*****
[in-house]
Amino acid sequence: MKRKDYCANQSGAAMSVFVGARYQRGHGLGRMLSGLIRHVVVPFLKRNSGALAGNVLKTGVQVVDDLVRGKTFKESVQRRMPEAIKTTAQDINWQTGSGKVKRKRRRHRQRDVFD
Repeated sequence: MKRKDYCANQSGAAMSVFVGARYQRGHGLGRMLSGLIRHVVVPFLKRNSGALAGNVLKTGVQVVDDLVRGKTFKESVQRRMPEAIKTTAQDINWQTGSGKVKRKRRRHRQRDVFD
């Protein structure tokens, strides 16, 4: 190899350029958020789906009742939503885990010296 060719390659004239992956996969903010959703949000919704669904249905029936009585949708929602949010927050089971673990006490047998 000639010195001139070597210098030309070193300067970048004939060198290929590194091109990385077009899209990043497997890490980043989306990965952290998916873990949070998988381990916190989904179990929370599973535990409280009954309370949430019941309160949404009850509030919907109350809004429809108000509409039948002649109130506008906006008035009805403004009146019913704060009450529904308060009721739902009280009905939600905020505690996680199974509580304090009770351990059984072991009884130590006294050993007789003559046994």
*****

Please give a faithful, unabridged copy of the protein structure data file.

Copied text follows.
[in-house]
Amino acid sequence: MKRKDYCANQSGAAMSVFVGARYQRGHGLGRMLSGLIRHVVVPFLKRNSGALAGNVLKTGVQVVDDLVRGKTFKESVQRRMPEAIKTTAQDINWQTGSGKVKRKRRRHRQRDVFD
Repeated sequence: MKRKDYCANQSGAAMSVFVGARYQRGHGLGRMLSGLIRHVVVPFLKRNSGALAGNVLKTGVQVVDDLVRGKTFKESVQRRMPEAIKTTAQDINWQTGSGKVKRKRRRHRQRDVFD
């Protein structure tokens, strides 16, 4: 190899350029958020789906009742939503885990010296 060719390659004239992956996969903010959703949000919704669904249905029936009585949708929602949010927050089971673990006490047998 000639010195001139070597210098030309070193300067970048004939060198290929590194091109990385077009899209990043497997890490980043989306990965952290998916873990949070998988381990916190989904179990929370599973535990409280009954309370949430019941309160949404009850509030919907109350809004429809108000509409039948002649109130506008906006008035009805403004009146019913704060009450529904308060009721739902009280009905939600905020505690996680199974509580304090009770351990059984072991009884130590006294050993007789003559046994």